The Air Force finally went and got themselves a proper memorial. Although he’s now deceased, the man who designed it also designed some other buildings around town. It’s a unique structure, with time-tested big lead balls to compensate for the wind. On opening day, a ‘sky-parade’ of old and new aircraft paid tribute, flying overhead in sequence. Some like it, some don’t.
posted by matty on Oct 18, 2006 - 40 comments

The Sandbox

The Sandbox A Doonesbury driven non-partisan non-policy community blog on the details of being human in a global war on terror.
posted by srboisvert on Oct 10, 2006 - 22 comments

The Sin of Competence

Lieutenant Commander Charles Swift is the Navy lawyer who took the case of defending Salim Ahmed Hamdan (aka Osama bin Laden's driver). A quick plea-bargain was expected, but Swift managed to get his client a hearing before the Supreme Court in Hamdan v. Rumsfeld. While a complicated and nuanced decision, most would agree that "Swift, one of five judge advocate general lawyers assigned to represent the first round of commission defendants, determinedly stepped through this looking glass, defying skepticism at home and abroad that he and his colleagues would do more than a perfunctory job." However, despite all of his efforts and obvious legal abilities, he was recently passed over for promotion and effectively fired under the military's "up or out" promotion system. (Previously: [1] [2] [3])
posted by bardic on Oct 9, 2006 - 30 comments

On a wing and a prayer...

An Israeli military training mission gone bad. A mid-air collision during a simulated dogfight. An A4 Skyhawk goes down, and an F-15 Eagle decides to try and make it the 10 miles back to base. When the pilot lands, he finds out that he has definitively answered the question, Can this aircraft fly on just one wing? [video]
posted by NotMyselfRightNow on Oct 4, 2006 - 28 comments

Iraq War Deserters

Since 2000, at least 40,000 soldiers have deserted the Army--most of them as a result of the Iraq War. 50,000 deserted during Vietnam. How do we compare their statements of moral outrage with those of Siegfried Sassoon? (related)
posted by mattbucher on Sep 7, 2006 - 73 comments

The album's title is taken from a line by the poet Apollinaire

So Much Fire To Roast Human Flesh from Arthur Magazine--an 18-track, multi-artist compilation CD curated by Foster featuring exclusive contributions from some of the more outspoken members of the nation's burgeoning psychedelic folk scene, ... All profits will be distributed to specific counter-military recruitment and pacifist organizations and programs who effectively advise high school students and other Americans at risk of being taken advantage of ... (and you can listen here). Some might remember Arthur vs. Godsmack--their music is heavily featured in recruiting ads.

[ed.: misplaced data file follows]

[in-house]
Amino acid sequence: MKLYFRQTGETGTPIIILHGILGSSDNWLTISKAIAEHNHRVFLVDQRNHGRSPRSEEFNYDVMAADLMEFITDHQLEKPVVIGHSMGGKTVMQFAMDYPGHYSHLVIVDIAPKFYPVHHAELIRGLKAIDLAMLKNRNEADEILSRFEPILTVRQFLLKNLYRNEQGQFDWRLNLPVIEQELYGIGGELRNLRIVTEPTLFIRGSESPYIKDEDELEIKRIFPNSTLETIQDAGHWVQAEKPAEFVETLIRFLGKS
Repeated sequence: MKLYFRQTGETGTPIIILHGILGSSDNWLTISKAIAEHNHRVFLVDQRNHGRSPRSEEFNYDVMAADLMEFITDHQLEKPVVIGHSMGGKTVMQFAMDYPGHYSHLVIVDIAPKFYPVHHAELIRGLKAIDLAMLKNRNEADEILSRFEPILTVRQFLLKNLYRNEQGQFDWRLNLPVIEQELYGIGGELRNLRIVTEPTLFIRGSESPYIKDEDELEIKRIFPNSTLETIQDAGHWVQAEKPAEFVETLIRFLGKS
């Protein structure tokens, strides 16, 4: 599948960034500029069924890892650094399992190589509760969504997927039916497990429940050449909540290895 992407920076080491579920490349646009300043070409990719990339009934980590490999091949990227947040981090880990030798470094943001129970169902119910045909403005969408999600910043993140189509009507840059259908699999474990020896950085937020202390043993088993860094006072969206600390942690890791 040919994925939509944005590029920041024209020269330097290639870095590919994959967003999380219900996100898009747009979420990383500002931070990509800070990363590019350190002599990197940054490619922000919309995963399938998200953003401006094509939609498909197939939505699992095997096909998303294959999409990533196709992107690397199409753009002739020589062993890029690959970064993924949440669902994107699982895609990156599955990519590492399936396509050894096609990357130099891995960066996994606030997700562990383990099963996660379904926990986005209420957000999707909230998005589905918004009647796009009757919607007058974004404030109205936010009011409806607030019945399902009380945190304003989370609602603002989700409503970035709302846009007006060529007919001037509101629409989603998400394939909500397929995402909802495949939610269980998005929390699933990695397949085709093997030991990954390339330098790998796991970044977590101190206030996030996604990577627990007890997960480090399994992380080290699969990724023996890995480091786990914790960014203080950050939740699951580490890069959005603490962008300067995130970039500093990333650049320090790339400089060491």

posted by amberglow on Sep 1, 2006 - 8 comments

"All guilty had been punished already."

The Nedelin disaster remains the most fatal catastrophe in the history of rocketry. On October 26, 1960 an R-16 ICBM designed by Mikhail Yangel accidentally ignited killing over 100 within moments. The incident remained in strict secrecy for thirty years until it was unearthed by James Oberg. The true casualty rate remains a mystery and Kazakhstan still sees more than its fair share of rocket mishaps.
posted by Alison on Aug 31, 2006 - 16 comments

Coup D'Etat

American Coup D'Etat. Will the most powerful and well-funded institution on the planet remain under civilian command indefinitely? As the domestic spying saga unfolds and militarism rises, Harper's brought four experts - both academics and brass - to discuss the possibilities.
"To subdue America entirely, the only route remaining would be to seize the machinery of state itself, to steer it toward malign ends—to carry out, that is, a coup d'état."
(See also The Origins of the Military Coup of 2012 [previous])
posted by trinarian on Aug 26, 2006 - 29 comments

http://www.h-pep.com/icepaw.html

I'm Coming Home (video/sound warning)
posted by spock on Aug 23, 2006 - 27 comments

...Failure to Communicate...

The Great War on Terror shall be won with Powerpoint.
[Army Lt. General David] McKiernan had another, smaller but nagging issue: He couldn't get Franks to issue clear orders that stated explicitly what he wanted done, how he wanted to do it, and why. Rather, Franks passed along PowerPoint briefing slides that he had shown to Rumsfeld: "It's quite frustrating the way this works, but the way we do things nowadays is combatant commanders brief their products in PowerPoint up in Washington to OSD and Secretary of Defense…In lieu of an order, or a frag [fragmentary order], or plan, you get a bunch of PowerPoint slides…[T]hat is frustrating, because nobody wants to plan [img] against PowerPoint slides."
(Here's briefing standards *.ppt, clipart, and some earlier governmental [pdf] uses of PowerPoint [Cryptome], FAS, along with one from ABCNEWS making the case against Iran.) Also, here are previously related MeFi PowerPoint threads on the Downing Street Memos and the Columbia disaster.